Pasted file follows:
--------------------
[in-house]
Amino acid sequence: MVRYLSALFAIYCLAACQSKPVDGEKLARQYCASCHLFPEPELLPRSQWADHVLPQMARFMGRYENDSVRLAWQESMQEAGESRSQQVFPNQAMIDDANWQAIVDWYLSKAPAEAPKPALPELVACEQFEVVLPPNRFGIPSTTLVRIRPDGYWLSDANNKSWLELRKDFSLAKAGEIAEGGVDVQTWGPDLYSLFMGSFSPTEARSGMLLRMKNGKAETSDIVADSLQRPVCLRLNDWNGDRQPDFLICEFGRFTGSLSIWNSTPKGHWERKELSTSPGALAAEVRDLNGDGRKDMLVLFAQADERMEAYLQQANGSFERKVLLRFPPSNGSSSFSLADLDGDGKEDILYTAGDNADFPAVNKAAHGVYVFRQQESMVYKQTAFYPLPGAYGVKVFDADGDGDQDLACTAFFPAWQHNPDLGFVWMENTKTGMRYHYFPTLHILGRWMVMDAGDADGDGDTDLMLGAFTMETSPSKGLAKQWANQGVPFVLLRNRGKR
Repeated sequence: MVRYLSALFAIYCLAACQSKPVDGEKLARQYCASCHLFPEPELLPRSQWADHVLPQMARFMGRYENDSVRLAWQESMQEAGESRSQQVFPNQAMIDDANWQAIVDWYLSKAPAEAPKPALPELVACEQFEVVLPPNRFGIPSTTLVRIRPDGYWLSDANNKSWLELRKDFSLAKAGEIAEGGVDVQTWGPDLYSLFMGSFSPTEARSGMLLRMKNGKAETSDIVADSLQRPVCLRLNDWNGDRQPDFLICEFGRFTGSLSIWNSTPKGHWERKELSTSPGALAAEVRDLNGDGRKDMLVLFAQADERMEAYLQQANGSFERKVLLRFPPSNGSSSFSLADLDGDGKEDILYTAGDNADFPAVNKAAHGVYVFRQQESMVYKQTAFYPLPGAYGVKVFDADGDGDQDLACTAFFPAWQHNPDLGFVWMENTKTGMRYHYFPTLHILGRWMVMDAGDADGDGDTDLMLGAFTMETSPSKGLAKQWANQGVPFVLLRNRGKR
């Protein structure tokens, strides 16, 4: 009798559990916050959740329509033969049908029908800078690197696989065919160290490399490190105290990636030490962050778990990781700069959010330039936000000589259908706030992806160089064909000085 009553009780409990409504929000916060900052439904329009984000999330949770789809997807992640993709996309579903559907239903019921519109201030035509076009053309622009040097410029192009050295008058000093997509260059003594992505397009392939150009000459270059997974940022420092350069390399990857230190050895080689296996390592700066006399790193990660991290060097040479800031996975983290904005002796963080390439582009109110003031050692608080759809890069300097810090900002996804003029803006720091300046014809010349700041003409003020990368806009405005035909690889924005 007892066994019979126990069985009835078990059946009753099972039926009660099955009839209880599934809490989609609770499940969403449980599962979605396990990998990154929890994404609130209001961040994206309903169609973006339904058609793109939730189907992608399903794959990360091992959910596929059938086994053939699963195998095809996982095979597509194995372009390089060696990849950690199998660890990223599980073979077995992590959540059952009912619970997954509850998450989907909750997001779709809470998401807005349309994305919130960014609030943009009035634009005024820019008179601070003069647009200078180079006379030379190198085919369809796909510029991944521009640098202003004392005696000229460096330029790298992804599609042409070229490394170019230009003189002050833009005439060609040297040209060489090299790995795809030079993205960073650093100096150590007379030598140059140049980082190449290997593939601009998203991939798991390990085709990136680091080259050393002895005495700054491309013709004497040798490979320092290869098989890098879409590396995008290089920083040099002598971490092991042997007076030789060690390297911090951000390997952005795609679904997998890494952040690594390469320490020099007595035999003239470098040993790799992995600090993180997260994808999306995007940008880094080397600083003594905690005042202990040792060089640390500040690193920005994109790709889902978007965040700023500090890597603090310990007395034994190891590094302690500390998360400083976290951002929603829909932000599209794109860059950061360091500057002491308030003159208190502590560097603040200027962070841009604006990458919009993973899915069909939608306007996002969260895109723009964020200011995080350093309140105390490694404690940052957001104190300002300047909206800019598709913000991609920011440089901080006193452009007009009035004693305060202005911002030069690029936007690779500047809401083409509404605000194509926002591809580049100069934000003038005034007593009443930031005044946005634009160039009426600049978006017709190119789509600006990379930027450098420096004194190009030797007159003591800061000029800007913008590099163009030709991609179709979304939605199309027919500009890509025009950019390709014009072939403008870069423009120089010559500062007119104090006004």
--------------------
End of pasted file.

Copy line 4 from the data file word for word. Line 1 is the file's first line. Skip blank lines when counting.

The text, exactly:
């Protein structure tokens, strides 16, 4: 009798559990916050959740329509033969049908029908800078690197696989065919160290490399490190105290990636030490962050778990990781700069959010330039936000000589259908706030992806160089064909000085 009553009780409990409504929000916060900052439904329009984000999330949770789809997807992640993709996309579903559907239903019921519109201030035509076009053309622009040097410029192009050295008058000093997509260059003594992505397009392939150009000459270059997974940022420092350069390399990857230190050895080689296996390592700066006399790193990660991290060097040479800031996975983290904005002796963080390439582009109110003031050692608080759809890069300097810090900002996804003029803006720091300046014809010349700041003409003020990368806009405005035909690889924005 007892066994019979126990069985009835078990059946009753099972039926009660099955009839209880599934809490989609609770499940969403449980599962979605396990990998990154929890994404609130209001961040994206309903169609973006339904058609793109939730189907992608399903794959990360091992959910596929059938086994053939699963195998095809996982095979597509194995372009390089060696990849950690199998660890990223599980073979077995992590959540059952009912619970997954509850998450989907909750997001779709809470998401807005349309994305919130960014609030943009009035634009005024820019008179601070003069647009200078180079006379030379190198085919369809796909510029991944521009640098202003004392005696000229460096330029790298992804599609042409070229490394170019230009003189002050833009005439060609040297040209060489090299790995795809030079993205960073650093100096150590007379030598140059140049980082190449290997593939601009998203991939798991390990085709990136680091080259050393002895005495700054491309013709004497040798490979320092290869098989890098879409590396995008290089920083040099002598971490092991042997007076030789060690390297911090951000390997952005795609679904997998890494952040690594390469320490020099007595035999003239470098040993790799992995600090993180997260994808999306995007940008880094080397600083003594905690005042202990040792060089640390500040690193920005994109790709889902978007965040700023500090890597603090310990007395034994190891590094302690500390998360400083976290951002929603829909932000599209794109860059950061360091500057002491308030003159208190502590560097603040200027962070841009604006990458919009993973899915069909939608306007996002969260895109723009964020200011995080350093309140105390490694404690940052957001104190300002300047909206800019598709913000991609920011440089901080006193452009007009009035004693305060202005911002030069690029936007690779500047809401083409509404605000194509926002591809580049100069934000003038005034007593009443930031005044946005634009160039009426600049978006017709190119789509600006990379930027450098420096004194190009030797007159003591800061000029800007913008590099163009030709991609179709979304939605199309027919500009890509025009950019390709014009072939403008870069423009120089010559500062007119104090006004």